Postcolonial Literature – Historical, Political and Cultural contexts

Published 14 Feb 2017

Generally, ideologies of nation and nationalism together with theories of modernity and postcoloniality are explained through the recordings of history in all their political, economic, cultural, historical, and archeological implications. It is the analyses of these implications that postcolonial scholars find useful in holding empire accountable, if not for anything else, at least for querying history. Romila Thapar in “The Past and the Prejudice” foregrounds the intellectual impetus behind the colonial method of writing history. She begins by saying:

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There is a qualitative change between the traditional writing of history and history as we know it today. The modern writing of history was influenced in its manner of handling the evidence by two factors. One was the intellectual influence of the scientific revolution, which resulted in an emphasis on the systematic uncovering of the past and on checking the authenticity of historical facts. The other was the impact on the motivation of history by the new ideology of nationalism, with stress on the notion of a common language, culture and history of a group. Indeed, historical studies the world over have assumed special significance in proving the background of nationalism.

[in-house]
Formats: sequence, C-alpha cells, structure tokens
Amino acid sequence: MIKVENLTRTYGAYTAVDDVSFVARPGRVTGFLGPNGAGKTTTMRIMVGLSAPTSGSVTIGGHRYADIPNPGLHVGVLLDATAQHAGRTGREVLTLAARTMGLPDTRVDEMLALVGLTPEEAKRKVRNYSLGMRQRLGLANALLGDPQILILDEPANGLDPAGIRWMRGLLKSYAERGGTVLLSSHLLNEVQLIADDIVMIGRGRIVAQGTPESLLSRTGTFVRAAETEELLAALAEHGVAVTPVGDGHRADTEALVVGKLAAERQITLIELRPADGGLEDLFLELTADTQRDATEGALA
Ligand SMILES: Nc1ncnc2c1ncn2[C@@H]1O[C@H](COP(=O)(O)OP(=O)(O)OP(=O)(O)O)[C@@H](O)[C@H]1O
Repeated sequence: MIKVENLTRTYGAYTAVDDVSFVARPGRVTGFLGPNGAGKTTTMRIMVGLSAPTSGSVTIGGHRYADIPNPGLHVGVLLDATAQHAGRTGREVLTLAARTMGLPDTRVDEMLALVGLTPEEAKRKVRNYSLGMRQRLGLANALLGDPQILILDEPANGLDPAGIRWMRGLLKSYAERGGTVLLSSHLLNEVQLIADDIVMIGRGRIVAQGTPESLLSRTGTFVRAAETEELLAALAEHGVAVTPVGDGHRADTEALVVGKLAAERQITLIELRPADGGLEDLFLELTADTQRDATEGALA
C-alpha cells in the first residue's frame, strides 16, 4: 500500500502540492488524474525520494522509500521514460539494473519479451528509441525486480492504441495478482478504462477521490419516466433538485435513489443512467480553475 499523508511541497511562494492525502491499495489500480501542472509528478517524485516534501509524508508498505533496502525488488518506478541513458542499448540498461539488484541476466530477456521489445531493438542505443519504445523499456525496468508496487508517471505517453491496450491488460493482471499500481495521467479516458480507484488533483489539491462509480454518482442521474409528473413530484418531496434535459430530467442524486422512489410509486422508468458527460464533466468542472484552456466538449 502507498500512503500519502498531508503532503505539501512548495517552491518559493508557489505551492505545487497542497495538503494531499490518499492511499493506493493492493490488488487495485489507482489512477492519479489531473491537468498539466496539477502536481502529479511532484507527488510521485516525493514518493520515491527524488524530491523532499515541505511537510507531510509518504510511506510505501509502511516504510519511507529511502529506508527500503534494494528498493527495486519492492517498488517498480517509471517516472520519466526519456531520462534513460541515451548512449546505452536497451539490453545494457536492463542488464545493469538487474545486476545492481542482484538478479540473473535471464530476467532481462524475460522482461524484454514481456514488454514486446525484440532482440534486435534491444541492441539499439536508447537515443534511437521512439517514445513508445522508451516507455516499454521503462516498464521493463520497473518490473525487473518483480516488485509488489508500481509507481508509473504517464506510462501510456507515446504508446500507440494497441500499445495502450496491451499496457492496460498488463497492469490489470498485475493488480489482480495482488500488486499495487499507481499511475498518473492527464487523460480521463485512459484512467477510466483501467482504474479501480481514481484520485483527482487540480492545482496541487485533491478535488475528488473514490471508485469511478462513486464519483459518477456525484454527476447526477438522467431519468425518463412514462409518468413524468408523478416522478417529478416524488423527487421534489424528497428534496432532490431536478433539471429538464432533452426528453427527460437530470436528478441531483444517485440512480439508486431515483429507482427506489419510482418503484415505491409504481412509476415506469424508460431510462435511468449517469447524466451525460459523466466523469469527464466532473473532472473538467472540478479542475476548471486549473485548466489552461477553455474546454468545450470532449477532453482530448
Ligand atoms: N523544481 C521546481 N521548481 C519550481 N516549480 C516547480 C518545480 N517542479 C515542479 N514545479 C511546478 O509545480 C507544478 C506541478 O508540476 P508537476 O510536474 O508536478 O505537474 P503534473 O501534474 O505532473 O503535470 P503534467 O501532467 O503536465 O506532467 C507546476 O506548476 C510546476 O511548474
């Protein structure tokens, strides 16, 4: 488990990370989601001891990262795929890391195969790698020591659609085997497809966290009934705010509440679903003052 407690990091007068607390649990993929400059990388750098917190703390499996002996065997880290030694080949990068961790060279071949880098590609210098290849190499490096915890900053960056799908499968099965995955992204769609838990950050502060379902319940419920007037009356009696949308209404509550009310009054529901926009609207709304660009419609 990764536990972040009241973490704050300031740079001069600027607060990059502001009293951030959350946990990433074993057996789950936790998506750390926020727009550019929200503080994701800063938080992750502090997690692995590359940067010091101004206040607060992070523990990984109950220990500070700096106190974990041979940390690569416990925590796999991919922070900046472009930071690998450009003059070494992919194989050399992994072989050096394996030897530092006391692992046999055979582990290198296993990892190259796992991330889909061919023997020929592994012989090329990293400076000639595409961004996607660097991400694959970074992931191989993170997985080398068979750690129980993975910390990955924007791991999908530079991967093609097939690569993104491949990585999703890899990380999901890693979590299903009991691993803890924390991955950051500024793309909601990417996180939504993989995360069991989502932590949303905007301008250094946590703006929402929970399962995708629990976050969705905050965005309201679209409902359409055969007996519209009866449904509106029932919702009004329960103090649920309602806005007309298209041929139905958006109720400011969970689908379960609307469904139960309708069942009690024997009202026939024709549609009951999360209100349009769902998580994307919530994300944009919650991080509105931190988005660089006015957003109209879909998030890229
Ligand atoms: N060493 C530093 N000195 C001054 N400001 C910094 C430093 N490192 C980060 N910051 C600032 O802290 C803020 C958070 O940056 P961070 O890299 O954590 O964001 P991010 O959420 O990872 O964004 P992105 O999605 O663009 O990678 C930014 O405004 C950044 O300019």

Thapar also acknowledges that the Enlightenment agenda and the European mode of writing the nation in tracing nationalist trajectories were structurally manipulated to fashion the history of the colonized peoples. Going beyond such an overtly fictive telling, the Subaltern Studies Group argues that there is another layer of colonial domination by showing that historiography of newly emergent nations (as in the writing of nation/nationalist struggles) borrows heavily from pejorative, imperial methods to often ignore, even delete subaltern historiography in order to privilege elitist, official versions. In fact, this argument echoes one of Frantz Fanon’s most brilliant insights, wherein he excavated and scrutinized the damaged psyche of the colonized people to show how the native mirrors the desires of the colonizer.